As Brazil celebrates its 290 years of coffee history, the country will harvest a record crop of approximately 58 million coffee bags, with average productivity of 30 coffee bags per hectare, thus consolidating Brazilian coffee growing as leader in the beverage global scenario. Today, the country is the largest coffee grower and exporter in the world, and second largest consumer.

According to MAPA (Ministry of Agriculture, Livestock and Supply), Gross Coffee Production reached R$ 24.34 billion, contributing to generate millions of jobs and improve the quality of life of Brazilian population.
With regard to quality of life, together with the Gini index, which measures income, it is also interesting to take a look at the HDI (Human Development Index), which considers income, education, and health. Comparing the HDI from FAO (UN’s Food and Agriculture Organization) we can observe that agricultural development in Brazil has improved the lives of people in recent decades.

According to preliminary data from the Agricultural Census 2017, recently presented by IBGE (Brazilian Institute of Geography and Statistics), being a Brazilian coffee grower is also a good business, considering sustainability, economics, social and environmental variables.

Coffee is currently produced in 307.8K establishments, a 7.3% increase compared to the 2006 Census, when 286.7K establishments were recorded. In Minas Gerais, the largest domestic grower, Census data show a 13.9% increase in the number of properties dedicated to coffee growing in the state, with 120 thousand.

Moreover, Brazil is the country that most transfers FOB prices to its growers (Free on Board – price negotiated for the Arabica coffee bag boarded on the ship). According to IPEP/CECAFÉ methodology – share of domestic price in FOB for Brazilian Arabica – Brazil transfers approximately 80% of prices. Such level shows logistic efficiency and transparency in the coffee production chain.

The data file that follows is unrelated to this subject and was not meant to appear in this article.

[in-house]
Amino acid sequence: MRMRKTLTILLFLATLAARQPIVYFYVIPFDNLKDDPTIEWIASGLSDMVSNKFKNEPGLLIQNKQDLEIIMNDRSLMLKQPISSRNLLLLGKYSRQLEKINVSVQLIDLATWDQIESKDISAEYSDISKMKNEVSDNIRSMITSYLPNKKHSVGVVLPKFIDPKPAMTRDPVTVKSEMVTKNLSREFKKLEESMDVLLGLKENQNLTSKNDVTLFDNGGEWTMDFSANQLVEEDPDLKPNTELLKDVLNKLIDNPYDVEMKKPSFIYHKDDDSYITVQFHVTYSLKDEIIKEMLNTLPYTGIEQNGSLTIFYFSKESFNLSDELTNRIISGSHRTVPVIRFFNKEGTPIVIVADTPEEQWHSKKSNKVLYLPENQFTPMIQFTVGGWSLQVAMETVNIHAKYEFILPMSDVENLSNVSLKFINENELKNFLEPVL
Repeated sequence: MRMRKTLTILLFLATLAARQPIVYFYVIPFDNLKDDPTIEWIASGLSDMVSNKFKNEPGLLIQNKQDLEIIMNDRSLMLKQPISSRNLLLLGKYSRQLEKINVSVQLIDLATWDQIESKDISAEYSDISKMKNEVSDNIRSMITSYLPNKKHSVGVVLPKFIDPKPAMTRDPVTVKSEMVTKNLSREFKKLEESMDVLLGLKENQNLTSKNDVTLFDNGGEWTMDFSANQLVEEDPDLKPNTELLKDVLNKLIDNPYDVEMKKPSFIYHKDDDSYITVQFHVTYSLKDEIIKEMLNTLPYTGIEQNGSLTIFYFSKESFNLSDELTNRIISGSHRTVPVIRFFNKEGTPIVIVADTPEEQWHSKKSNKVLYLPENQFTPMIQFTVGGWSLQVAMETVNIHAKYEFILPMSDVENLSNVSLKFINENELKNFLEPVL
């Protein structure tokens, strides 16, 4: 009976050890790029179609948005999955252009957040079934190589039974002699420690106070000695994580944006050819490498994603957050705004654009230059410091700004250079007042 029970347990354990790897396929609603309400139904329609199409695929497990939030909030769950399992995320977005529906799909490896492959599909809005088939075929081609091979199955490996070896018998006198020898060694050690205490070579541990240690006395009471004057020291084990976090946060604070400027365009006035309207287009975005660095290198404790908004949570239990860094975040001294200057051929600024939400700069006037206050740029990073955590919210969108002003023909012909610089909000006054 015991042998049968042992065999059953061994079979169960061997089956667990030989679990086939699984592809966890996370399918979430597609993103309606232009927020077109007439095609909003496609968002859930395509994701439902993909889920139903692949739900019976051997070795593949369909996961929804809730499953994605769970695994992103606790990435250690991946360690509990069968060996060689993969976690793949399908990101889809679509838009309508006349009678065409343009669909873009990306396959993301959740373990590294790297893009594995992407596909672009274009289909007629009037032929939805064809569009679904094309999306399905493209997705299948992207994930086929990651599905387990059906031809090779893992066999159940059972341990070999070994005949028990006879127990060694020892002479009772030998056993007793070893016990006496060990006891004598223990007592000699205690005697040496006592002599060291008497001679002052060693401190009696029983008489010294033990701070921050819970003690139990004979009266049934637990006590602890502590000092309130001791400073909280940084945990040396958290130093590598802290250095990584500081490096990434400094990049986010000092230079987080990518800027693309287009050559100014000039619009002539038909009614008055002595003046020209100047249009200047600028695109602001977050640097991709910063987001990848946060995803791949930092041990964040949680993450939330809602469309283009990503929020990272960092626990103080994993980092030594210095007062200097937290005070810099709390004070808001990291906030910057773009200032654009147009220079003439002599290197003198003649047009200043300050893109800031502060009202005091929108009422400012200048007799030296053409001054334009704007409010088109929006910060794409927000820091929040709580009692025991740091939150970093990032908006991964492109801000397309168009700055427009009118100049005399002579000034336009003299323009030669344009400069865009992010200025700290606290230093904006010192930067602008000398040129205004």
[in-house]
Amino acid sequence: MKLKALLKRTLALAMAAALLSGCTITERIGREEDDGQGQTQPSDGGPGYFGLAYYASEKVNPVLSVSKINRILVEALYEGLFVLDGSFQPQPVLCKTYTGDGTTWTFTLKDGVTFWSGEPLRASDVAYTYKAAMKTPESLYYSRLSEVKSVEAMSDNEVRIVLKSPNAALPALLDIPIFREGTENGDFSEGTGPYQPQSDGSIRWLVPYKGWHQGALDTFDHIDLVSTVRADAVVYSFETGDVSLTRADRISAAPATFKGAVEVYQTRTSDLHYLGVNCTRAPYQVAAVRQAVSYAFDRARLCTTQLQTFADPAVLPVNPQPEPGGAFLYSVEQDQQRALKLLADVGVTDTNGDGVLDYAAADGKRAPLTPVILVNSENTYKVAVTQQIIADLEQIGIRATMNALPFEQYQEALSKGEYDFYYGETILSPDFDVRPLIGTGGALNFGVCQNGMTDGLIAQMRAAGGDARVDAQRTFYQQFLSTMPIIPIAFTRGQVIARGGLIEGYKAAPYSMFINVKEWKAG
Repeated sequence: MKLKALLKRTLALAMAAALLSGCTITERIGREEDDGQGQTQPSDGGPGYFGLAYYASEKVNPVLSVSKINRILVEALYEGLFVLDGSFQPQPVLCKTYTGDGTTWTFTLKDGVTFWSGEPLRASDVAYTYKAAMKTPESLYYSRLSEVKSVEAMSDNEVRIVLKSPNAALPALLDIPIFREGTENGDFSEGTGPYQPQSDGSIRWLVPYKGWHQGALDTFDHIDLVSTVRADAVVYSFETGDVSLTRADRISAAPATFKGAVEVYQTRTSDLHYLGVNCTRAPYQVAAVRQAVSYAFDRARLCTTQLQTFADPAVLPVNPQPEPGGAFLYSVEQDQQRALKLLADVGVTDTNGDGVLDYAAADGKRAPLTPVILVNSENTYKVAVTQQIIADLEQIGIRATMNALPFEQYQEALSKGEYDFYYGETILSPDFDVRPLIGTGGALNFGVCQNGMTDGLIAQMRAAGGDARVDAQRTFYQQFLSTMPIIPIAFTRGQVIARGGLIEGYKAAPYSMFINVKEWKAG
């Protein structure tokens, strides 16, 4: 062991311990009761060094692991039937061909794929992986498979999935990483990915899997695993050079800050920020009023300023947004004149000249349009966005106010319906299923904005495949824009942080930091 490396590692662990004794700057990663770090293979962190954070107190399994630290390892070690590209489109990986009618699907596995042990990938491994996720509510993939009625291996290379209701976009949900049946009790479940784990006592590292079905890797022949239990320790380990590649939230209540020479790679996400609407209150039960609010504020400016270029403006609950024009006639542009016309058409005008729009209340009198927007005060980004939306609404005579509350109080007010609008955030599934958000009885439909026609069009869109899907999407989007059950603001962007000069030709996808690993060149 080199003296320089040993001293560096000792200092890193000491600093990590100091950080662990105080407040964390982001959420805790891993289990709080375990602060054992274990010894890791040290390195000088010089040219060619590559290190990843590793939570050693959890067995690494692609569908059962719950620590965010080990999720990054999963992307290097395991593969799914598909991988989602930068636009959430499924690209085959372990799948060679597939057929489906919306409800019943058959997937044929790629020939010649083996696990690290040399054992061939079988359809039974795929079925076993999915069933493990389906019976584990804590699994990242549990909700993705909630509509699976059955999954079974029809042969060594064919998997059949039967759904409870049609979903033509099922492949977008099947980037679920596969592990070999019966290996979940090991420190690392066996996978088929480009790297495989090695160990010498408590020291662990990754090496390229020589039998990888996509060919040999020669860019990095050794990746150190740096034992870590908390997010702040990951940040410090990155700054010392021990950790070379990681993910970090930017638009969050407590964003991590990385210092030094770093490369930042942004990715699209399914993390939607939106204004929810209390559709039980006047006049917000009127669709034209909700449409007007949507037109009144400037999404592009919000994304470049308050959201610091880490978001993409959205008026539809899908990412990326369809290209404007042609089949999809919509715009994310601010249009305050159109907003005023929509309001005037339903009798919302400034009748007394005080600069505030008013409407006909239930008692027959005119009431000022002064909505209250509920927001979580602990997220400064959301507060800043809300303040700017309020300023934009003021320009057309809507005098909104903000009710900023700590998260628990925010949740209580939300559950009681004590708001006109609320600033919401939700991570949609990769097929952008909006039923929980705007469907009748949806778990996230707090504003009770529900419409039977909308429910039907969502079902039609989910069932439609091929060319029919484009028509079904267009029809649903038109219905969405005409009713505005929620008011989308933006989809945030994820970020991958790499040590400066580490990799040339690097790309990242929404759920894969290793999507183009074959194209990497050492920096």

In the environmental aspect, results from CAR (Rural Environmental Registry) show that coffee growers are responsible for most environmental conservation. Brazil preserves 66.3% of its native vegetation, showing to the world that it is possible to conciliate food production and environmental conservation. According to data compiled by Embrapa, nearly 25.6% of the preserved vegetation is in private rural properties. Amongst Brazilian coffee growers, conservation levels reach approximately 30%.

We are therefore very proud to celebrate Farmer’s Day on July 28th. Thinking into the future, Brazilian rural growers and the whole domestic agribusiness play a leading position. International recognition led the United Nations Organization (UNO) to expect the country to supply 40% of the food demand of a growing world population, which should go from the current 7 billion to 11 billion inhabitants in 2050.

The expected growth of population, middle class and income, particularly in Asian countries, annually expands the demand for diversified and quality food, like coffee.

Due to the current dynamic environment for global coffee consumption, it is possible to establish scenarios for performance demand in the next decade. Total coffee demand in 2030 tends to be approximately 205 to 220 million coffee bags, according to projected scenarios.

A double task for Brazilian coffee growers. CECAFÉ, representing the coffee exporting business in Brazil, partners with coffee growers in the mission to spread knowledge through the “Well Informed Grower Program”. The objective is digital inclusion, as well as to enhance productivity, income, grower quality and the quality of life of rural populations, while preserving natural resources and mitigating eventual negative impacts.

By spreading good farming and management practices, we seek to increase growers’ resilience and build their skills to overcome all challenges and seize all opportunities coffee growing may bring.

Marcos Matos – Chief Executive Officer – CECAFÉ